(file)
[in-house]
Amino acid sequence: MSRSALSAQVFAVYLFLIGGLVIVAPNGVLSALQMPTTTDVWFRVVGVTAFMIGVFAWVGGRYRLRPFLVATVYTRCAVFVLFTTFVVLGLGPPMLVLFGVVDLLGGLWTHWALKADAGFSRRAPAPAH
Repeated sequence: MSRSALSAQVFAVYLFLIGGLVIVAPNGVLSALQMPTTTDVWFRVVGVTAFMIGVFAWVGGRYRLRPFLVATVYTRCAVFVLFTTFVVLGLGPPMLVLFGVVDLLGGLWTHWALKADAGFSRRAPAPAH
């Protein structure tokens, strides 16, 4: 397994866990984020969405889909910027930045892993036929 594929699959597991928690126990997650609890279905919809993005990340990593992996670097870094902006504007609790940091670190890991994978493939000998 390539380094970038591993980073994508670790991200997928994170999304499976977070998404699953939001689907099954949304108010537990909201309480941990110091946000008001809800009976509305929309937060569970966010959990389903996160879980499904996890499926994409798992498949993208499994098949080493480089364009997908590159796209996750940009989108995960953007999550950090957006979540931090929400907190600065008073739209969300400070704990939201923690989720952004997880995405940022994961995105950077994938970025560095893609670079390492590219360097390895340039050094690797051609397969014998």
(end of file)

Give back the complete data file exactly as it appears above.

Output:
[in-house]
Amino acid sequence: MSRSALSAQVFAVYLFLIGGLVIVAPNGVLSALQMPTTTDVWFRVVGVTAFMIGVFAWVGGRYRLRPFLVATVYTRCAVFVLFTTFVVLGLGPPMLVLFGVVDLLGGLWTHWALKADAGFSRRAPAPAH
Repeated sequence: MSRSALSAQVFAVYLFLIGGLVIVAPNGVLSALQMPTTTDVWFRVVGVTAFMIGVFAWVGGRYRLRPFLVATVYTRCAVFVLFTTFVVLGLGPPMLVLFGVVDLLGGLWTHWALKADAGFSRRAPAPAH
């Protein structure tokens, strides 16, 4: 397994866990984020969405889909910027930045892993036929 594929699959597991928690126990997650609890279905919809993005990340990593992996670097870094902006504007609790940091670190890991994978493939000998 390539380094970038591993980073994508670790991200997928994170999304499976977070998404699953939001689907099954949304108010537990909201309480941990110091946000008001809800009976509305929309937060569970966010959990389903996160879980499904996890499926994409798992498949993208499994098949080493480089364009997908590159796209996750940009989108995960953007999550950090957006979540931090929400907190600065008073739209969300400070704990939201923690989720952004997880995405940022994961995105950077994938970025560095893609670079390492590219360097390895340039050094690797051609397969014998």